AN EDITOR FOR PARAMETRIC PROGRAMS
Original Publication Date: 1976-Jun-25
Included in the Prior Art Database: 2007-Mar-30
Software Patent Institute
Kruskal, Vincent J.: AUTHOR [+2]
AN EDITOR FOR PARAMETRIC PROGRAMSVincent J, KruskalThomas J. Watson Research CenterYorktown Heights, New York 10598ABSTRACT: A new kind of editor for programs has been implemented in prototype form. This editor makes use of color graphics to help the user keep track of different versions of his programs and to keep him constantly informed of any errors in his programs. This editor was originally designed as an aid to building application customizers. However, it has since become clear that it will have much broader applicability. RC 6070
AN EDITOR FOR PARAMETRIC PROGRAMS
Vincent J, Kruskal
Thomas J. Watson Research Center
Yorktown Heights, New York 10598
ABSTRACT: A new kind of editor for programs has
been implemented in prototype form. This editor
makes use of color graphics to help the user keep
track of different versions of his programs and to
keep him constantly informed of any errors in his
programs. This editor was originally designed as
an aid to building application customizers.
However, it has since become clear that it will
have much broader applicability.
6/25/76 . Computer
A team of six people within the Research Division's
Automatic Programming Group have built a prototype of an
interactive editor to try out three new aids to program
maintenance and modification[ll . While the prototype still
has many rough edges, it is capable of dramatic
demonstration of all these new ideas. We invite the curious
to come and play with the system. Many of the nice features
of our editor come from it being interactive. I will assume
the reader is already familiar with some such editor and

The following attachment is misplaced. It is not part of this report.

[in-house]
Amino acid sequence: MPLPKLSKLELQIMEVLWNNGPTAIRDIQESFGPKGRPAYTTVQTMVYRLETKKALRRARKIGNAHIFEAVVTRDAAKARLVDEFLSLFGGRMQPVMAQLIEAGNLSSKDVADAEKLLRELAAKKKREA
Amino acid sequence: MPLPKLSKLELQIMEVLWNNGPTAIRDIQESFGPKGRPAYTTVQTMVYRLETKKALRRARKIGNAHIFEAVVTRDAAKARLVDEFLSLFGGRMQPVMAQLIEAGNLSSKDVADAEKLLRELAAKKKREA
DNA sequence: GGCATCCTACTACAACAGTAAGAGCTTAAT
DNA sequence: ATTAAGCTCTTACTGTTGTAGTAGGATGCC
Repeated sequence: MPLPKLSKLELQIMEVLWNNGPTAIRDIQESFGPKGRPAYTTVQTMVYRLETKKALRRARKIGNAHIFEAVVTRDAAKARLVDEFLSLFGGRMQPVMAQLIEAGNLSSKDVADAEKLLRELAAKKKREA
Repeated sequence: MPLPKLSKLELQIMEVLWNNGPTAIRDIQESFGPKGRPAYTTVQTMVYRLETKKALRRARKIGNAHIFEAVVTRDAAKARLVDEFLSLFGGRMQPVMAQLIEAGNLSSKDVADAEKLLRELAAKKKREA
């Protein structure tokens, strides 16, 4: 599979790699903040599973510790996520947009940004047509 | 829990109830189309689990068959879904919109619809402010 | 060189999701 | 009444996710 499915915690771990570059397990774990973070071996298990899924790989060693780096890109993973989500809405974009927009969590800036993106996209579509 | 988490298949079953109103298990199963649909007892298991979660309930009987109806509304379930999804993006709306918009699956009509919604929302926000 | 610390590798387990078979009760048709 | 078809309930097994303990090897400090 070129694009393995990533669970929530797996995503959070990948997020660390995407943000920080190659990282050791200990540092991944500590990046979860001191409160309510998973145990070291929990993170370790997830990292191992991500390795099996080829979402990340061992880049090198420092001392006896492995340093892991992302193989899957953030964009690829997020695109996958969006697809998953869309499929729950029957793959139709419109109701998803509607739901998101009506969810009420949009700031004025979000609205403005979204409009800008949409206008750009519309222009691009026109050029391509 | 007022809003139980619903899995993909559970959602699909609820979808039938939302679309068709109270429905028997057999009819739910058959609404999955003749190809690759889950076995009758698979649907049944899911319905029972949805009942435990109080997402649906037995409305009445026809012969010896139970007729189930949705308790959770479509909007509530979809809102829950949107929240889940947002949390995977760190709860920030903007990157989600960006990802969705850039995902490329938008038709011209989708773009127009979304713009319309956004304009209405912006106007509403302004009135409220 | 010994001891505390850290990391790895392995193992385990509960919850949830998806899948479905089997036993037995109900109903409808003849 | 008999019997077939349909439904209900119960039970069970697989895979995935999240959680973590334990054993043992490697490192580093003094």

restrict myself to the virtues of our system beyond those of
of a simple interactive editor. There are three new
I - Editor is syntax oriented rather than text
oriented. The editor knows the syntax of the programming
language and keeps the program internally as a tree. A
de-parser is used to display the program as "pretty-printed"
text, so the syntax orientation is not obvious at first
Whenever the user points with his light-pen at a
character in the program it is interpreted as pointing to
some node of the internal tree and the phrase corresponding
to that node starts blinking on and off. For example,
pointing at the plus or either parenthesis in A-(B+C) causes
(B+C) to blink and pointing at the minus causes the whole
thing to blink. The system responds to such a phrase
selection by presenting a menu of permitted editor command.
The items on this menu differ quite a bit for different
kinds of phrases.
Such a syntax orientation of an editor permits richer
editor commands and prevents many kinds of gross structural
programming errors in a natural way.
The prototype currently exists in two flavors: one
which knows about BDL-DTC , a locally developed language
for writing business applications, and the other which knows
about a PL/I subset. The original prototype, for BDL-DTC,
was written with the possibility of supporting additional
languages in mind. As a consequence, it took someone who
was only partially familiar with the system two months to
get the PL/I version going. It is quite possible that an
RPG version will be built shortly.
I1 - Editor checks programming
errors after each editor
command. The user is thus kept comple...